Wednesday, January 9, 2019

Mucking about with History--AGAIN!

cover artist unidentified

Gold Key's Star Trek comic didn't do many call-backs to elements from specific TV episodes, probably because early on it was being written and drawn by creators who were not necessarily familar with the show.

But near the end of that book's run, we did get a sequel of sorts to "The City on The Edge of Forever," in which a temporarily bonkers Dr. McCoy uses an ancient time portal known as the Guardian of Forever to go back in time and change history.

The comic book sequel appeared in Star Trek #56 (October 1978) and is written by George Kashdan and drawn by Aldus McWilliams. 

This time, it's an insane former dictator named Trengur who uses the Guardian to muck about with history. Trengur had recently escaped from an insane asylum on his home planet and the Enterprise is tasked with finding him. But he makes it to the Guardian and jumps back into Earth's ancient history before he can be stopped.

It's not explained why someone not from Earth chooses to muck about with Earth history rather than his own. Also, why doesn't the Federation have a guard or at least a strongly worded DO NOT ENTER sign in front of something that can be used to literally destroy reality as we know it.

Both those points are legitimate criticisms of the story, but if you jump past that, "No Time Like the Past" is quite good. Kirk, Spock and McCoy jump back in time after Trengur.

They end up in the Alps in 218 BC, when Hannibal invading Italy. They soon find out that Trengor has become Hannibal's advicer and is helping the Carthiginians crush the Romans and prevent the Empire from ever rising. The guys from the Enterprise are unable to stop this.  History will be changed.

When Kirk and Co. get back to their own time and beam back to the Enterprise, they learn that Trengur had started a chain reaction of historical changes. The plot now mirrors the episode "Mirror, Mirror," with the crew of the Enterprise now evil. The Federation apparently still exists, but the Enterprise belongs to another faction that is planning on destroyng the Guardian of Forever.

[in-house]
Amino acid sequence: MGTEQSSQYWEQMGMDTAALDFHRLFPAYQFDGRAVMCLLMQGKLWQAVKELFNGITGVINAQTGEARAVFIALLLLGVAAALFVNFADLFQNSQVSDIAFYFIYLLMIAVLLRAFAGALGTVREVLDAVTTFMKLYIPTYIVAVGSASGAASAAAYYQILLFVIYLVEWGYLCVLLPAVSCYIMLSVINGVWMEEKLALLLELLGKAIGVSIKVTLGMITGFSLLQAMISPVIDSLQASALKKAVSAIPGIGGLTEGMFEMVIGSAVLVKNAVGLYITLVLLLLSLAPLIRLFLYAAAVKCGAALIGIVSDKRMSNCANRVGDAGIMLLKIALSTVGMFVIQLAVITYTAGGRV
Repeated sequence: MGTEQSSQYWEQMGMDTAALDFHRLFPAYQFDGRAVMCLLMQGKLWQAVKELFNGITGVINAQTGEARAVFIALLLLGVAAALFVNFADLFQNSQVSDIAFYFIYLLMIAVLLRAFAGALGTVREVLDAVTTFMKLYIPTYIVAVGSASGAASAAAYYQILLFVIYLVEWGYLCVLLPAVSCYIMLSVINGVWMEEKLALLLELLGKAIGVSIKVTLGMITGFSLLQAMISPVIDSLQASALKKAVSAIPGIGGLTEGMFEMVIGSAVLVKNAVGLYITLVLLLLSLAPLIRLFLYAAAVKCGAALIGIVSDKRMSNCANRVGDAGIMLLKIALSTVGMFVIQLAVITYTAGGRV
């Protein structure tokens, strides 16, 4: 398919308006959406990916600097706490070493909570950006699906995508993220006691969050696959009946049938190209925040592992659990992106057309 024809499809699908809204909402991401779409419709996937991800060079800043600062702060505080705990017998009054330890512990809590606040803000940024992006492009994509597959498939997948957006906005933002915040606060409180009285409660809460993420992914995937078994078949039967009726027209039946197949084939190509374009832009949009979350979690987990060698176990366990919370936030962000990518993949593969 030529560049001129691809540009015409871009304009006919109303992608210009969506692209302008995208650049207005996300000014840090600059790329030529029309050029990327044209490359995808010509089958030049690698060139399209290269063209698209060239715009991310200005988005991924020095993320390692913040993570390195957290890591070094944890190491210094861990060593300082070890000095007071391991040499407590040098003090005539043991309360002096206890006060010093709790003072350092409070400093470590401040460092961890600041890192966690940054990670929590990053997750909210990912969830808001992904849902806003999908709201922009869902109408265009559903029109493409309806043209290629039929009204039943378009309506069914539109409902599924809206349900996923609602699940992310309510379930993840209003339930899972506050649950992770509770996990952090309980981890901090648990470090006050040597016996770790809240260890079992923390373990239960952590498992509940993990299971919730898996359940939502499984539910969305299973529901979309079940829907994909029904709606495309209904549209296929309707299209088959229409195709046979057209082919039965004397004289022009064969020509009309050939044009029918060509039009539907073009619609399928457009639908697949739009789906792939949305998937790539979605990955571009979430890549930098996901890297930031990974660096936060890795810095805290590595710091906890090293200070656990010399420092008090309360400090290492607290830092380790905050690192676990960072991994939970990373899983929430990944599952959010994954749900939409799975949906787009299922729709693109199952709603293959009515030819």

It's interesting that an early version of the script for "The City on the Edge of Forever" included scenes in which the Enterprise was still around after history changed, but was now crewed by space pirates. I've no idea if the comic story was deliberately lifting ideas from either this or "Mirror, Mirror," but it makes for a fun plot twist.

It's a plot twist that also makes Kirk, Spock and McCoy work to earn their pay for the day. Spock suddenly nerve pinches his captain, but this is merely the first step in an improvised con job that would have made the Mission Impossible team proud. Evil Scotty is soon convinced that Kirk has caught an incurable plague. Since Spock and Bones might also be carriers, he forces all three to beam back down to the Guardian's planet, where a planet-destroying bomb is ticking away.

That, of course, is exactly where Kirk and his friends want to be. They jump back to 218 BC again, this time getting their a little earlier than they did the first time. They nab Trengur before any history-changing can be done and the day is saved.

It is a fun, clever story, with Spock's con job on evil Scotty being a real highlight of the tale. But all the same, somebody has got to tell Star Fleet to restrict access to the Guardian. Maybe a rope strung in front of it? Anything is better than nothing.

Next week, we'll visit with Lee Hunter and Reb Stuart for the third of their four stories.

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